Instagram- an update for parents

Instagram: update for parents to help you decide if your child is ready

When should I let my child have Instagram? One of the many questions I get asked as it seems to be the social network most young people look to as their first foray into the world of social networking. In saying that, if they are playing on the likes of Musical.ly then this too is a social networking site so they may already be well and truly amongst it all. It is important to bear in mind that any app they play on that has the ability to follow people, find friends or followers, share content, comment or like content, is essentially a social networking app.

Parents are often worried when they read click bait headlines such as ‘Instagram is the most dangerous app in the world’, ‘you are a bad parent if your kids is allowed Instagram’ etc and look to ban certain apps whilst unaware of the other apps their kids may take up in light of the ban (or download anyway behind your back).
For the record there are many ways you can get in to trouble on Instagram. But also on Snapchat, Skype, Faceboook, Whatsapp, iMessage, Youtube, crossing the road, riding a bike, playing sport….

Because yes there are dangers everywhere in life. We cannot exclude our children from everything that could possibly hurt them in the hope they stay safe. What we want to do, is to give them the skills to be safe wherever they find themselves. And not only stay safe. But have a good, positive experience.
Because in general it is fair to say it is not the technology that hurts our kids but the behaviours around the use of the technology.
And whilst you won’t keep up with every app your kid hangs out on, the more you learn about them, the better the conversations you can have with them about the types of behaviours that will and won’t get them in to trouble. Because it is also fair to say, that whilst many young people are hanging out on social networks, they are essentially hanging out in playgrounds that are vastly different to the ones we grew up in, and not ones that were created with young people in mind

When it comes to letting kids on Instagram, many will take the view that 13 is a good age as it is the recommended age by Instagram (this is to ensure they comply with US laws of not collecting email addresses of people under 13). But age alone does not imply one is ready to hang out in the often very adult worlds of social networks. It is also true and one would be naïve to pretend otherwise, that many, many users are well under the age of 13. One would hope that the parents have a strong understanding of what their children may face, who they may interact with and how the networks function and what they are capable of if this is the case. In essence if your child is on these apps at a young age you should be paying close attention. And lots of young people are doing a great job of using apps such as Instagram and are not finding themselves in any danger, making good decisions and enjoying the time they spend connecting with others.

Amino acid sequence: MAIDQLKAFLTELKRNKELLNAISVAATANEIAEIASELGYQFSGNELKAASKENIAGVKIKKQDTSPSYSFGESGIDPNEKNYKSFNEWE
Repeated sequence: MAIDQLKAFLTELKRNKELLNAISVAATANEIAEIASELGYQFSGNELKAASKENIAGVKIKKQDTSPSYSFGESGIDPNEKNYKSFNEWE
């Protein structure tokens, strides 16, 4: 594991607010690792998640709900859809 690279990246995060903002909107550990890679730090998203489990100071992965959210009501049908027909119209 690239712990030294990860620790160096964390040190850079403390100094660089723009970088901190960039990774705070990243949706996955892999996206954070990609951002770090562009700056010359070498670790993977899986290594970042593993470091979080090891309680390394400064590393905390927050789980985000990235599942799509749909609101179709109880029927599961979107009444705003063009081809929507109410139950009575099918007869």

These apps are changing all the time and making updates to the way they are being used. So lets look at some of the things parents should know about Instagram in order to make the best decisions for their families, and even more importantly, to have the best conversations with their kids around how they use these apps.

Some facts about Instagram

• It is a photo, video sharing app whereby your photos and videos are uploaded to your feed to be seen by all your followers who can like or comment on your photo/video.
• Followers must be accepted by the user and can be blocked at anytime
• Live video streaming is also available.
• Instagram stories are another feature whereby photos or short videos are added to your 24 hour story reel that stays live for the day, thus giving your followers a less curated, more natural/spontaneous look at your day.
• You can manually choose which followers to see your story to ensure only they have access. You can also create different ‘groups’ and you can choose people to hide your stories from (Settings, story settings, hide stories from…) So mum and dad just because you are following them doesn’t mean they are letting you see everything they post.
• You can allow messages from your stories or just the people you follow or turn off story messages altogether (settings/story settings/allow message replies…).
• You can delete, report or turn off comments altogether.